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Christians Who Lead in Schools

Updated: Nov 2, 2022

By Keith Wysner

In this article as a primary school headteacher, Keith Wysner encourages his Christian peers, who lead in schools of any type, to continue to respond to the Great Commission in Matthew 28:16-20. 

Across the world, formal education often developed from Christian philanthropy and organised missionary work. In Ireland formal education grew from the “Hedge Schools” and schools formed by the churches prior to the National Schools were established by the British Government in Ireland in 1831.

As a Christian in Northern Ireland, I feel it’s a blessing and privilege to lead my children and staff in bible reading, worship and praise during the school day in an establishment founded on Christian values. Yet as the principal of also a government controlled school; I also recognise that it is every family’s right to have a faith or none and for their children to feel an equally valued and welcome member of our learning community.

Our children can only aspire to what they know exists in the spiritual world as well as the academic, commercial and employment worlds. It’s our role as Christian leaders, I feel, therefore to help inspire and equip our learners with the spiritual and academic armour needed to succeed in the current and future world around them.

Never before has our globe felt so small; with improved transport links we can be almost anywhere within 24 hours and improvements in communication and social media keep us in contact with our friends, family and colleagues on the other side of the world almost more than we talk to our next door neighbours. I listen to church sermons in Christchurch, New Zealand more than I tend to listen to those from churches in Ballymoney where I live. All of this reinforces the feeling that we really do prepare our children to be truly global citizens.

As school leaders it is incumbent upon us therefore to develop our learners and to give them the knowledge, skills and talents that will put before them as many ‘doors of opportunity’ as possible. These opportunities will allow our children to develop their own faith and values; follow the path that God has planned for them and help them to become well rounded and balanced individuals who are a blessing to our society or the future community that they will live and work in. Fundamentally for our children who are, or will become, Christians and make a commitment of faith we hope that they too will answer Jesus’s Great Commission and will go into the world and make disciples of all nations.

As Christians it is a privilege to work in education in Northern Ireland and to be able to live out our faith in a relatively open and meaningful way. Apart from the obvious church and christian sector organisations, Education in Northern Ireland, remains one sector of employment still generally comfortable with employees demonstrating their faith in at least moderate ways. I have friends who work in global finance, retail and local health and they feel overt expressions of faith are often tabooed; or at very least Christian views and practices like prayer need to be covertly expressed or demonstrated for fear of complaint from colleagues, customers or line managers. We as school leaders have consent to read from the bible, to pray with our children and staff, to refer to Christian values and to worship the wonderful God who made us all so perfectly in his image.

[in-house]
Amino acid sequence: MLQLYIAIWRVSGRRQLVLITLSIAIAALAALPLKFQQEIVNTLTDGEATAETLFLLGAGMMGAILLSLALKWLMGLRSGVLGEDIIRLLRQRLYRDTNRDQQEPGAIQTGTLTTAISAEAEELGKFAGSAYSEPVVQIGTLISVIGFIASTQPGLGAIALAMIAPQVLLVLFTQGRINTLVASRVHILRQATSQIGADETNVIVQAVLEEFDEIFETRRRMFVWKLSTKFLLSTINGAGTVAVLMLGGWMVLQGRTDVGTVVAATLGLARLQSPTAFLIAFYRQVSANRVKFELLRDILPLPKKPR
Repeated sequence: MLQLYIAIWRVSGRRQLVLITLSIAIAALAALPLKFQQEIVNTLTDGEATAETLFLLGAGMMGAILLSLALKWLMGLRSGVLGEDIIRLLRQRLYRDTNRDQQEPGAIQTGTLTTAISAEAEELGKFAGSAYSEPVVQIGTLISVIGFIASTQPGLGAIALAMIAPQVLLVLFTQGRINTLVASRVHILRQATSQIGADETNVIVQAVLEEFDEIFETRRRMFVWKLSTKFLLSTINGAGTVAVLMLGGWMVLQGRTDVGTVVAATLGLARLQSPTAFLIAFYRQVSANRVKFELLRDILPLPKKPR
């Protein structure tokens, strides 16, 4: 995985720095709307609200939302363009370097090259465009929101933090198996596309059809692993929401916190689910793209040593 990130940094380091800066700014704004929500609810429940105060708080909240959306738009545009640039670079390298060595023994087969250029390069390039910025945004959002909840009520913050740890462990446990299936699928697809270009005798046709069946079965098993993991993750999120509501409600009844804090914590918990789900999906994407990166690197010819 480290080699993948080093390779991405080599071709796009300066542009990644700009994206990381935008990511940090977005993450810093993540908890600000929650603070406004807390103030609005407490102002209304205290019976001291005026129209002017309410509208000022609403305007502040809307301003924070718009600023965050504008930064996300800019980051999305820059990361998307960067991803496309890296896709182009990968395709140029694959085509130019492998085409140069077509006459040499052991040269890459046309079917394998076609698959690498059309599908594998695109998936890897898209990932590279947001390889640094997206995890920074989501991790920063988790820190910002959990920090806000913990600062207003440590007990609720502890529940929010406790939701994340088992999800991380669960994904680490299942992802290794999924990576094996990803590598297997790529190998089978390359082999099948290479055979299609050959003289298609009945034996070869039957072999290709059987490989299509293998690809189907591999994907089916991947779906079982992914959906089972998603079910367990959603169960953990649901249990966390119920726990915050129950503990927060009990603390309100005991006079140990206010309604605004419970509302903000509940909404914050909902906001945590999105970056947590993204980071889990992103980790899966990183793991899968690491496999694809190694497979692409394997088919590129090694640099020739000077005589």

The fact that we are Christian leaders in schools is a blessing from God and something we all probably prayed about prior to applying for the post and yet it is not without its challenges. Being so close to God and children with so much potential is a threat to the world and we should anticipate challenge. Challenge from non-Christians, Christians with differing views and even individuals who are being used by evil to weaken Christ’s place in our lives and in our School as the Lamb of God, Saviour of the World and Prince of Peace. Why as servants of God, attempting to fulfil the Great Commission would we not come under threat? Next to our children’s parents we are the most influential adults in their lives with most hope of influencing their life choices including following God’s teaching and asking Christ into their lives.

These challenges will most likely not come as obvious criticisms of our faith under a huge neon sign saying “DEVIL AT WORK”. More often than not they will come from ourselves, Christians and non Christians alike and will come as challenges to our professionalism, character and moral fibre, as these are the bedrocks of our profession and therefore the foundation that evil needs to undermine from beneath us. We therefore need to underpin the bedrocks of our profession with the ultimate bedrock, our love of God and our Saviour Jesus Christ. Do not leave your faith in the glove box of your car each morning. Take Jesus with you into your school. Invite the Holy Spirit to walk the corridors, reside in the classrooms and to bless all the teachings and conversations that will take place each day. Pray for the challenges in school knowing they are not insurmountable to God, pray with an expectant heart and you will be richly blessed.

Keith is Principal of Whiteabbey Primary School, Jordanstown, County Antrim.


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